16

we know:

int? number = 10;
Console.WriteLine(number is int); // true

but:

NotNull<string> text = "10"; // NotNull<> is my struct
Console.WriteLine(text is string); // false

I want text is string return true, how can I do that?

-------------------------------- edit

here is my NotNull:

public class NotNull<T> where T : class
{
    public T Value { get; }

    private NotNull(T value)
    {
        this.Value = value;
    }

    public static implicit operator T(NotNull<T> source)
    {
        return source.Value;
    }

    public static implicit explicit NotNull<T>(T value)
    {
        if (value == null) throw new ArgumentNullException(nameof(value));
        return new NotNull<T>(value);
    }
}

if a class was declaring like:

public class A
{
    public NotNull<string> B { get; set; }
}

I just hope any serializer can serialize and deserialize it same as:

public class A
{
    public string B { get; set; }
}

-------------------------------- edit 2

I found this is a impossible question:

  1. if NotNull<> is class, default(NotNull<>) is null, I do nothing.
  2. if NotNull<> is struct, default(NotNull<>).Value is null.

sorry about the question.

  • 2
    is is not overridable operator. – PetSerAl Oct 31 '15 at 20:48
  • @PetSerAl make this into an answer (there is no other) so the question can be closed – Carsten Oct 31 '15 at 20:49
  • 1
    Even if you got these operators to work, are you aware that if NotNull<string> is a value type, that you cannot prevent default(NotNull<string>) from being used? I recall reading that that's the main reason C# doesn't have something like NotNull built in: it just doesn't and cannot work unless you so severly restrict the valid uses of it that the language becomes pretty much unusable. – user743382 Oct 31 '15 at 22:11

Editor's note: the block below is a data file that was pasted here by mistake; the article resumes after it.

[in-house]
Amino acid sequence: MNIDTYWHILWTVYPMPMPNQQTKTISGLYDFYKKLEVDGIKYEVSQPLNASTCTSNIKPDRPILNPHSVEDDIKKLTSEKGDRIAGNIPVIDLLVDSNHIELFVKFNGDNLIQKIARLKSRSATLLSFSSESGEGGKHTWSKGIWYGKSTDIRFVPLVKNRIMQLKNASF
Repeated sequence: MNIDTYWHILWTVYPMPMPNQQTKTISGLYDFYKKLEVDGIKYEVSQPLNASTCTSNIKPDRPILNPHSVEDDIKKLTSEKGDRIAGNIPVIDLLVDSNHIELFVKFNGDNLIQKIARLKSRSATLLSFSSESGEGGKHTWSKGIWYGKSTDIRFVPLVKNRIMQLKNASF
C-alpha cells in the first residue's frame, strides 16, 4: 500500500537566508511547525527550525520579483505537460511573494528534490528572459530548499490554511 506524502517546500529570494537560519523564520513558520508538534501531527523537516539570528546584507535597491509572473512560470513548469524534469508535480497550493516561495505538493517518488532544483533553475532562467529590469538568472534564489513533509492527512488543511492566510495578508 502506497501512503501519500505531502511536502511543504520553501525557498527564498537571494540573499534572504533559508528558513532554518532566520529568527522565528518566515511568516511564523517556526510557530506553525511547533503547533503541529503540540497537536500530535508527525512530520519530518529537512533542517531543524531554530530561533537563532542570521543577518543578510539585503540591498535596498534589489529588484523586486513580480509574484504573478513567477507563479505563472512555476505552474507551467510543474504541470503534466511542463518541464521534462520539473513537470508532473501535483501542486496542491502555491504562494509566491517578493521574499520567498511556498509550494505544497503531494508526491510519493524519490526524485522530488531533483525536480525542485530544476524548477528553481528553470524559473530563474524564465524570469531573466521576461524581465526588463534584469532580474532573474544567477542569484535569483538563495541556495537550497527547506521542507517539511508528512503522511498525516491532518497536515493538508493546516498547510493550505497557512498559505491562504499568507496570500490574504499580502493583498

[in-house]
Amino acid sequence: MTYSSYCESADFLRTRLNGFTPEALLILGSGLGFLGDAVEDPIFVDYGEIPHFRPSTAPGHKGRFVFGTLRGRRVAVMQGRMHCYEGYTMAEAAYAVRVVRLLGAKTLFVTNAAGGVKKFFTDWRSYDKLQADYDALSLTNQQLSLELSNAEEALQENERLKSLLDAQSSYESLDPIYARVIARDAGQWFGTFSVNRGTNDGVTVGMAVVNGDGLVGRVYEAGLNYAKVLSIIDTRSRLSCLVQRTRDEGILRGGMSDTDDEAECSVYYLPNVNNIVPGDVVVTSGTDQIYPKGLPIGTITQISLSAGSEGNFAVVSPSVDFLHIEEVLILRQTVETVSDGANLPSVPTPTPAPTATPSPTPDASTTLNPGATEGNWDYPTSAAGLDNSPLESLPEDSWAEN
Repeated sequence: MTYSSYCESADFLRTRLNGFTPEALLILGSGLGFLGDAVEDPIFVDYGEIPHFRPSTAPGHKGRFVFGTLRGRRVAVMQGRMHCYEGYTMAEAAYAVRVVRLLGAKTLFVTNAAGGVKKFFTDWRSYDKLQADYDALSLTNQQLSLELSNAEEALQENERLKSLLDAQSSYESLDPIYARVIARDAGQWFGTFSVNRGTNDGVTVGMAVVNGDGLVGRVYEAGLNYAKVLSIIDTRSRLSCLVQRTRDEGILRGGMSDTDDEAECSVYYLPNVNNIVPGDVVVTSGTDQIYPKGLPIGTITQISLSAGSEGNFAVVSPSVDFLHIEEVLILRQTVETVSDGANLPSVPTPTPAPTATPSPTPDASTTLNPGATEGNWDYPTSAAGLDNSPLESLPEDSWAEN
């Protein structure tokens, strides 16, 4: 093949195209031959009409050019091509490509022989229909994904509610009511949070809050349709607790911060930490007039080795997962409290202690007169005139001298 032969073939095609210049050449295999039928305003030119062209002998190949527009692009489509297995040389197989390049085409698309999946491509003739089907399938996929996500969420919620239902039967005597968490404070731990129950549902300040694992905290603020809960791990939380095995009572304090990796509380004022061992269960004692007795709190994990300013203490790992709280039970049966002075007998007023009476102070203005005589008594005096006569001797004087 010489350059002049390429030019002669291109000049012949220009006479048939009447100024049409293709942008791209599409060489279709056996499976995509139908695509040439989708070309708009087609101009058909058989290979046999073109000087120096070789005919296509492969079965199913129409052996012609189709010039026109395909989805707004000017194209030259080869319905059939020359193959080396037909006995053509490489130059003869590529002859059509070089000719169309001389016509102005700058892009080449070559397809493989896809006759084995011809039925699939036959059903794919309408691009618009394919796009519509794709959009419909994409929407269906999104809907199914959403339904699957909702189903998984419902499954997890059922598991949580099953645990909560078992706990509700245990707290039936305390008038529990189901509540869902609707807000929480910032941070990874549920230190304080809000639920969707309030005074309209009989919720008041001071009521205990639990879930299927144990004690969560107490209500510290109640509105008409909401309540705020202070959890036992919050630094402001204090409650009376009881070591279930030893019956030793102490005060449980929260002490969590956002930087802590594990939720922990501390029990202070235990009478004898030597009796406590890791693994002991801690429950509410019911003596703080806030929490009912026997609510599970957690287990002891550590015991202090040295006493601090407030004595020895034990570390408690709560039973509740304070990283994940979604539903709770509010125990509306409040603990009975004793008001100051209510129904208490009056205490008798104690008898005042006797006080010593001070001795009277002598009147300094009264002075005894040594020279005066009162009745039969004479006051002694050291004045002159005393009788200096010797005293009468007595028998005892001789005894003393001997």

• @hvd I want to accept your answer, can you create a answer? – Cologler Nov 1 '15 at 2:40
  • @Cologler: what you want can probably be gotten from Console.WriteLine(text.Value is string); I don't have access to windows machine so I haven't tested this. – displayName Nov 1 '15 at 3:37
8

As others already pointed out, is cannot be overloaded. If you post more context about your non-nullable string maybe we can find some other solution.

The is operator works on nullable types and their underlying types not because it's overloaded, but because this behavior is explicitly defined in the language specification. Nullable types are treated as a special case when is is evaluated.

You can find a detailed description of is operator in section 7.10.10 of the C# language specification. Below are the parts relevant to nullable types:

The result of the operation E is T, where E is an expression and T is a type (...) is evaluated as follows

• (...)

• Otherwise, let D represent the dynamic type of E as follows:

  • (...)

  • If the type of E is a nullable type, D is the underlying type of that nullable type.

• The result of the operation depends on D and T as follows:

  • (...)

  • If T is a nullable type, the result is true if D is the underlying type of T.

  • If T is a non-nullable value type, the result is true if D and T are the same type.

16

On MSDN you have list of overloadable operators: Overloadable Operators (C# Programming Guide)

These operators cannot be overloaded:

=, ., ?:, ??, ->, =>, f(x), as, checked, unchecked, default, delegate, is, new, sizeof, typeof

  • 1
    maybe I'm not looking for the overload, but a solution for my problem. – Cologler Nov 1 '15 at 2:36
  • 10
    Given that your question was "How to override is operator", I feel like the burden for lack of clarity is on you, OP. – imallett Nov 1 '15 at 5:32
2

is Operator is not overridable operator check this out to know more about the overridbale operators Operator Overloading Tutorial

  • 1
    While this link may answer the question, it is better to include the essential parts of the answer here and provide the link for reference. Link-only answers can become invalid if the linked page changes. – Teepeemm Nov 1 '15 at 20:46
  • @Teepeemm ok boss :P – moji Nov 1 '15 at 20:58

Your Answer

By clicking “Post Your Answer”, you agree to our terms of service, privacy policy and cookie policy

Not the answer you're looking for? Browse other questions tagged or ask your own question.